Dream or Nightmare: Fairy-Tale Scene Appears in Modern Times

Thick mist enshrouded Wuhan early on Feb. 16.  (Image: Sina News)
Thick mist enshrouded Wuhan early on Feb. 16. (Image: Sina News)

Wreathed in mist, the high-rise buildings were partly hidden, just like castles in the air.

Thick mist covered WuhanHubei Province early on Feb. 16, but was it fog or smog? Sina News described it as a spectacular and extremely rare scene, while bloggers commented:

  • “It’s pollution, not a spectacle!”
  • “Wuhan’s environment is not good—poor air quality, dirty city, and filthy ground. It’s so foul but looks like a ‘wonderland.'”

According to the report, the effect is called “advection fog,” which is usually seen during spring in cities in southern China. It is caused when damp air moves across a cooler surface. When the air temperature is lowered to its dew point, saturation occurs first, and then fog follows.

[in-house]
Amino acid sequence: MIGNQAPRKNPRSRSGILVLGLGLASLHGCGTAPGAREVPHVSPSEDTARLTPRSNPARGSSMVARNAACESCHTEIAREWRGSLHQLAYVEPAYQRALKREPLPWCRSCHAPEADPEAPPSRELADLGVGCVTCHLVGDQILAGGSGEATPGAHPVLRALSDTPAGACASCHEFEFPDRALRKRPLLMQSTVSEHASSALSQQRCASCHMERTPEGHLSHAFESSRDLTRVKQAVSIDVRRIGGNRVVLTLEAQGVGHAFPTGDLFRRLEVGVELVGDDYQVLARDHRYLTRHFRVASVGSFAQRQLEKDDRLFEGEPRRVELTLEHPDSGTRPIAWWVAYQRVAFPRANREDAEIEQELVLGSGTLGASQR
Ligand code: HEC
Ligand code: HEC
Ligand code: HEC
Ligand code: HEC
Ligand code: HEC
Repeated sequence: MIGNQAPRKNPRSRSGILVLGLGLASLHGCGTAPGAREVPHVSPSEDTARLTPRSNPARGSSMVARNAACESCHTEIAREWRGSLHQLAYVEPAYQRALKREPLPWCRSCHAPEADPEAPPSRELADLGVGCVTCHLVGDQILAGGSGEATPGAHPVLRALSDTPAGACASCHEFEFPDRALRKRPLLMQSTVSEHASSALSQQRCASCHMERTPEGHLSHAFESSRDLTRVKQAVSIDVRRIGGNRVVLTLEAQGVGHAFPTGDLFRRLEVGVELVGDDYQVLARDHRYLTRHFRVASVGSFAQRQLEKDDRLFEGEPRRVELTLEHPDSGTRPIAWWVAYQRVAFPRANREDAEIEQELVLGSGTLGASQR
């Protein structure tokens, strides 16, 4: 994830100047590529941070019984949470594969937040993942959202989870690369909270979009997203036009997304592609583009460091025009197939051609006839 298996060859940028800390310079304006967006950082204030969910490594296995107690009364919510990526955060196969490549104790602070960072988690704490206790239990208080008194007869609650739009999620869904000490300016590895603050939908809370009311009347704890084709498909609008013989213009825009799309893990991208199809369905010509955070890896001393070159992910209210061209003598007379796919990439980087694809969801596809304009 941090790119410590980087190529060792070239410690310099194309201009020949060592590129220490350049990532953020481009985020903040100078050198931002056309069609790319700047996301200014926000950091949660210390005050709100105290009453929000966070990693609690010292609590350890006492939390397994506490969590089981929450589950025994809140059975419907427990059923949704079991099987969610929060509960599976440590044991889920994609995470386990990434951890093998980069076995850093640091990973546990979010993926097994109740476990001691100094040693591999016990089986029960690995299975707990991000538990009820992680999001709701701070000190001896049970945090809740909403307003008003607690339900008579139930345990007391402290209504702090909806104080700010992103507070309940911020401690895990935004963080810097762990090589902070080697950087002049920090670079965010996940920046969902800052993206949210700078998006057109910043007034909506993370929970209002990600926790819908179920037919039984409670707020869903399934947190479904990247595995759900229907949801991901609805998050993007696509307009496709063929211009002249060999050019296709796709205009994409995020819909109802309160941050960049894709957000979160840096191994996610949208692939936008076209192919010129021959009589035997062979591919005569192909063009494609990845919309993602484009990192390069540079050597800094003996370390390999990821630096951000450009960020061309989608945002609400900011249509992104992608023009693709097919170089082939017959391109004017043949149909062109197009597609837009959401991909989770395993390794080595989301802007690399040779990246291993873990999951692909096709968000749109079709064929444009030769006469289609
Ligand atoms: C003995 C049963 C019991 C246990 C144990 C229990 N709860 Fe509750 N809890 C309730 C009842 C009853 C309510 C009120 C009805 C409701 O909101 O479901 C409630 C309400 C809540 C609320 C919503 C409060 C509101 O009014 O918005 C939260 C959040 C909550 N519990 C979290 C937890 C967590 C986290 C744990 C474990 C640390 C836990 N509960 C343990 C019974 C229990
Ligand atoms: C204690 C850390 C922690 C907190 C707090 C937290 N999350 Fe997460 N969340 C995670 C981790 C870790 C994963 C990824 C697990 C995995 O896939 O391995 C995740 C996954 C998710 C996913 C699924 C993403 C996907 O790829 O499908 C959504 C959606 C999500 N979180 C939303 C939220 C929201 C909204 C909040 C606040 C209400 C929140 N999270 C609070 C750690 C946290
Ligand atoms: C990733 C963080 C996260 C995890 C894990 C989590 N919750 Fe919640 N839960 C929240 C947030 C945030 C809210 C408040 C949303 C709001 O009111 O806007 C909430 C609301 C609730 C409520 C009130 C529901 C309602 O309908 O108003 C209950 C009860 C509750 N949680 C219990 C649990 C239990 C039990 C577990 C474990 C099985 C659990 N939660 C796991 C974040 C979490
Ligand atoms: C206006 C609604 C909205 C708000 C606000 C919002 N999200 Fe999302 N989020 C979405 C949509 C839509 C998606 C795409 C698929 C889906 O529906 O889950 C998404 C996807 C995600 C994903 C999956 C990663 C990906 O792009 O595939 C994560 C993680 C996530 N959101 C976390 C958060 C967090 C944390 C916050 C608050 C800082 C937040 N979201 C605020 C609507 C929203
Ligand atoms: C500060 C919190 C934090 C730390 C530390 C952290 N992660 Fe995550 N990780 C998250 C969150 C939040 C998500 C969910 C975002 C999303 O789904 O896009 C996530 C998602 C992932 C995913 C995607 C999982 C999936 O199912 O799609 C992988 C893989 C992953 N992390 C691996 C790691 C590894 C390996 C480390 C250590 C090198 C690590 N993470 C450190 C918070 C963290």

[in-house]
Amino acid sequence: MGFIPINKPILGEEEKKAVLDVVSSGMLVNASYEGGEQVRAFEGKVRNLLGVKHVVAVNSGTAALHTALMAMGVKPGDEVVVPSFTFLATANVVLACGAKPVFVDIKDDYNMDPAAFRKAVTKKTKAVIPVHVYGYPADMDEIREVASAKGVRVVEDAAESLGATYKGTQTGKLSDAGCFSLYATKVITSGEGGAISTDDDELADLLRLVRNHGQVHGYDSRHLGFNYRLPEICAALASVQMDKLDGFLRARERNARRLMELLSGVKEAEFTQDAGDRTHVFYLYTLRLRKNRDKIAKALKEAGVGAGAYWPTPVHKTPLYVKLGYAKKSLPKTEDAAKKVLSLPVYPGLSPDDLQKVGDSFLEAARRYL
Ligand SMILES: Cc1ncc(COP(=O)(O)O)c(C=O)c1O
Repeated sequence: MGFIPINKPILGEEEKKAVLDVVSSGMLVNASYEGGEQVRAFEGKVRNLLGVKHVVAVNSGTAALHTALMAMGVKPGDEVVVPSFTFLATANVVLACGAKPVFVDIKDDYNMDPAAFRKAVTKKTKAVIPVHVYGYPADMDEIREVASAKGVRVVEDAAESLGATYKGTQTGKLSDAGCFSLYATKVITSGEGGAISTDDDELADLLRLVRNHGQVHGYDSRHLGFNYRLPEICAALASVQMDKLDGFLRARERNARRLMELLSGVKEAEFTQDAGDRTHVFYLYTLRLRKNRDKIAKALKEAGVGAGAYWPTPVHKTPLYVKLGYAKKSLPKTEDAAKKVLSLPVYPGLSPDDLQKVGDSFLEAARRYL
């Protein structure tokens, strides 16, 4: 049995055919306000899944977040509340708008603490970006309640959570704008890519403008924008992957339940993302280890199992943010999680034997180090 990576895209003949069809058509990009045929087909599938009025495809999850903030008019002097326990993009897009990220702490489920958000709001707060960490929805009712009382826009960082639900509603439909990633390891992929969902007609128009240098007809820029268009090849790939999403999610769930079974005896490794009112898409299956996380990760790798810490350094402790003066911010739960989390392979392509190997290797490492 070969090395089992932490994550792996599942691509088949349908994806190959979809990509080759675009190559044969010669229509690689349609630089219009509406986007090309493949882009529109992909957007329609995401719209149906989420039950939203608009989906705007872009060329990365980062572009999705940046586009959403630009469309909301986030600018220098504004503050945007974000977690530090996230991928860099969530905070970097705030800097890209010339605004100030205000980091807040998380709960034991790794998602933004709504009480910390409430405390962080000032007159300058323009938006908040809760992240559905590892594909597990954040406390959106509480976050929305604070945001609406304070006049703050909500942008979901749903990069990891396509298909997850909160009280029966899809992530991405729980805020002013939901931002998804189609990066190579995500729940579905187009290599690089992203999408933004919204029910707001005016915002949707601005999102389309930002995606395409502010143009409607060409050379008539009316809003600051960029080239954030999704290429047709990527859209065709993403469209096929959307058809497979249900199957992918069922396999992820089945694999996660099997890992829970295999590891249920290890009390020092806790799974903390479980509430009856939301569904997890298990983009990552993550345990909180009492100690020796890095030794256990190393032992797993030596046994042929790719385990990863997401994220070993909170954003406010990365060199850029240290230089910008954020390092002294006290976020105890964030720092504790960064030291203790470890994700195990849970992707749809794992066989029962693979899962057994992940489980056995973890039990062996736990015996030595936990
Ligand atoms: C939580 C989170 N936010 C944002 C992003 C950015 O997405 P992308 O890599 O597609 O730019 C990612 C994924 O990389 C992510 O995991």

This sudden change affected transportation in many parts of China, especially because people are returning home for Chinese New Year.

Shipping services in Xiamen stopped running. Flights could not take off or land normally. Some flights were delayed while some reached the city but had to circle over the airport, waiting for the mist to lift. Highways in certain areas were closed as well, according to Epoch Times.


Covered by the mist, the buildings in Wuhan looked like castles in the air. (Image: Sina News)

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